Footasylum’s second profit warning in three months cements a dramatic fall from grace for the once-vaunted sportswear retailer.
The teen favourite listed on the junior AIM market less than a year ago in November 2017 and raised nearly £200m in the process, debuting at 164p.
At its first profit warning in June, that plummeted to 79p. At the time of writing, it is currently languishing at 42.3p. That’s 74% of its value wiped from the slate in just 10 months.
Footasylum’s debut went well for several reasons. Its 16- to 24-year-old customer sweet spot is seen as largely immune from the consumer confidence dip, its sales grew 92% in the two years before the float, and its brand relationships and online presence are both healthy.
“Footasylum’s nightmarish start to listed life has to go down as one of the worst maiden years for a public business in living memory”
Then there’s the management team. JD Sports founders John Wardle and David Makin were onboard for the float. Executive chairman Wardle has since retired and been replaced by former JD boss Barry Bown, with Makin continuing as an adviser. This is a business led by sports retail royalty who should know what they are doing.
However, Makin’s daughter Clare Nesbitt was parachuted in as chief executive just six years after graduating from Manchester University with a 2:1 economics degree. She joined as a merchandising assistant in 2010 before becoming deputy chief executive in 2012 and taking the top job in 2015.
She was, for a short time, the youngest boss of any UK-listed company, aged just 30 when it floated – she has since been dethroned by James Ritchie, the 28 year old co-founder of engineering services company Tekmar.
It’s not just her youth that marks her apart. At a recent analysts day, Nesbitt said she rarely spent time sitting in the office and instead preferred to live life as a customer, spending her days at gyms, sports events and festivals.
While it’s admirable that she is taking to heart the old Harry Selfridge adage, perhaps keeping a closer eye on the home front would be advisable.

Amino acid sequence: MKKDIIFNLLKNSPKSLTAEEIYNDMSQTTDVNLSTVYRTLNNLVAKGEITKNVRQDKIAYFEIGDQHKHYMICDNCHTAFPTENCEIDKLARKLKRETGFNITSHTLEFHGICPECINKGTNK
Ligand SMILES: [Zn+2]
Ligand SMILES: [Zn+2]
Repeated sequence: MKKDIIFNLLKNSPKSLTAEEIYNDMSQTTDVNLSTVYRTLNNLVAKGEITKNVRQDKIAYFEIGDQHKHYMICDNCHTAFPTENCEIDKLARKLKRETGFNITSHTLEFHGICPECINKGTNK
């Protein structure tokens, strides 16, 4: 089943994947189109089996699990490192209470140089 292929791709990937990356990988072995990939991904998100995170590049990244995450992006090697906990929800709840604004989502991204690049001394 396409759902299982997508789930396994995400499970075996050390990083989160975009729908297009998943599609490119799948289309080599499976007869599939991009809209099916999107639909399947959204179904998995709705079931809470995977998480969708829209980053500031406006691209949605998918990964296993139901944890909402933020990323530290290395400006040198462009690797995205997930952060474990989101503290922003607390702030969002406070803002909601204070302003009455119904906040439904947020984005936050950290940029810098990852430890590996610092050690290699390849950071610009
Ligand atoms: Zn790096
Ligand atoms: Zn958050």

Then again, the business clearly has underlying weaknesses and although Nesbitt obviously needs to do more to mitigate them, they are not purely down to her.
As Retail Week wrote at the time of Footasylum’s float, the business, while strong at first glance, has several Achilles’ heels. The first is that its sales rely heavily on powerful, third-party brands such as Nike, Adidas and New Balance. As the direct-to-consumer trend continues to gather pace, this presents a real danger to the retailer.
The second is JD Sports. The sportswear giant’s scale and dominance of the market make expansion and sales growth more difficult for Footasylum than it otherwise would be.
The third is that, according to some experts, the booming athleisure market, against which Footasylum grew so rapidly, might be running out of steam.
All in all, Footasylum’s nightmarish start to listed life has to go down as one of the worst maiden years for a public business in living memory. Given the current climate, that is really saying something, with only MySale and supplier Bagir coming close.
One very incisive analogy, as noted by veteran analyst Nick Bubb, is that investors have been “sold a pup”.
For those not up on their medieval etymology, that phrase originates from an old confidence trick used by traders at a time when meat was scarce but domestic animals were not. Customers were sold a cloth sack containing what they were assured was a suckling pig but which often turned out to contain a cat or dog.
Unfortunately for Footasylum investors, it rather looks like the cat is out of the bag.